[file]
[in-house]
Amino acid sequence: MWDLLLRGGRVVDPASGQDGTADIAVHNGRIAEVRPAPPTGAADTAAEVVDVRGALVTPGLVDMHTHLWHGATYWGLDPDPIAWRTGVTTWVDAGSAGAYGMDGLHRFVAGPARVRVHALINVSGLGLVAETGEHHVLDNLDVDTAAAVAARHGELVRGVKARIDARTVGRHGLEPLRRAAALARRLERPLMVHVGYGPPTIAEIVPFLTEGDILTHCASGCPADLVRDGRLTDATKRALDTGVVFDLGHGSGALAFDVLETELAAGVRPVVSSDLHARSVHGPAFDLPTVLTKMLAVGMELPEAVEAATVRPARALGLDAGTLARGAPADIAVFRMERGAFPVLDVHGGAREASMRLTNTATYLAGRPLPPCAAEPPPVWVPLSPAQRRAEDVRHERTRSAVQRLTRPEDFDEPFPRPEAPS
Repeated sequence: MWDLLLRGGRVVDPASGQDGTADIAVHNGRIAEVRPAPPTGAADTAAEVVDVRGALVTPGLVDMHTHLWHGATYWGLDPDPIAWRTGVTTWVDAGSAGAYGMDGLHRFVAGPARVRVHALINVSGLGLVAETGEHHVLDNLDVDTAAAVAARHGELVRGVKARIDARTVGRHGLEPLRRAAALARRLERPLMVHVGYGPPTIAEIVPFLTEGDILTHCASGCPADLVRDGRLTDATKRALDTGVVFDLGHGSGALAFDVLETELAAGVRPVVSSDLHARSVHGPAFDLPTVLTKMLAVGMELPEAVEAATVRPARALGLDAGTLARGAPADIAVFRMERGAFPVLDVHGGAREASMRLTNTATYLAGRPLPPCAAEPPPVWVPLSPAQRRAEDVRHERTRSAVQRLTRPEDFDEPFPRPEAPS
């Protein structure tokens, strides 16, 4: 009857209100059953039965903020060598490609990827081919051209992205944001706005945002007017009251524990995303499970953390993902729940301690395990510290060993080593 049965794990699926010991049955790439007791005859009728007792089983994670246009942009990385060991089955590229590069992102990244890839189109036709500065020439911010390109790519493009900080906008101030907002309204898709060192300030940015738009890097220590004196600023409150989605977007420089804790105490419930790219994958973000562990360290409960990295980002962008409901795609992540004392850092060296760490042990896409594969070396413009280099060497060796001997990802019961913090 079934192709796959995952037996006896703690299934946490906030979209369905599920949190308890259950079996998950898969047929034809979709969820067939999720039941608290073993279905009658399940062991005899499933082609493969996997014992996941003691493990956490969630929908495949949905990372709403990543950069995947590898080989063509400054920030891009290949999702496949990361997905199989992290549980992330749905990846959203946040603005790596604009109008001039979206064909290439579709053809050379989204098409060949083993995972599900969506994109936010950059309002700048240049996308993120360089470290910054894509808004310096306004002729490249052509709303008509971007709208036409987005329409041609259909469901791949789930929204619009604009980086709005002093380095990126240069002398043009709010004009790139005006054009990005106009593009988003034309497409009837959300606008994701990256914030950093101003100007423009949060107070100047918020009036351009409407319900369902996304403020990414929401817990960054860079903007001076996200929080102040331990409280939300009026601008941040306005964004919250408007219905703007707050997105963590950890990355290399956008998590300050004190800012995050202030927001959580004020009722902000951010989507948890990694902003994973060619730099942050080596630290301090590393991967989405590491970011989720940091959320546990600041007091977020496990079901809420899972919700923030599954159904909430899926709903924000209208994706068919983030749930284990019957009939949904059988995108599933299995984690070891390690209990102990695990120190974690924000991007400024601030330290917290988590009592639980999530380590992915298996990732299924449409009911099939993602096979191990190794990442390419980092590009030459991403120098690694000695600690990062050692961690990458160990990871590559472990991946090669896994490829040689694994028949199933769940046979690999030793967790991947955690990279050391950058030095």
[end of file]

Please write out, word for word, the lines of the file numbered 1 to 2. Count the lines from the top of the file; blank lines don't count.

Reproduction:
[in-house]
Amino acid sequence: MWDLLLRGGRVVDPASGQDGTADIAVHNGRIAEVRPAPPTGAADTAAEVVDVRGALVTPGLVDMHTHLWHGATYWGLDPDPIAWRTGVTTWVDAGSAGAYGMDGLHRFVAGPARVRVHALINVSGLGLVAETGEHHVLDNLDVDTAAAVAARHGELVRGVKARIDARTVGRHGLEPLRRAAALARRLERPLMVHVGYGPPTIAEIVPFLTEGDILTHCASGCPADLVRDGRLTDATKRALDTGVVFDLGHGSGALAFDVLETELAAGVRPVVSSDLHARSVHGPAFDLPTVLTKMLAVGMELPEAVEAATVRPARALGLDAGTLARGAPADIAVFRMERGAFPVLDVHGGAREASMRLTNTATYLAGRPLPPCAAEPPPVWVPLSPAQRRAEDVRHERTRSAVQRLTRPEDFDEPFPRPEAPS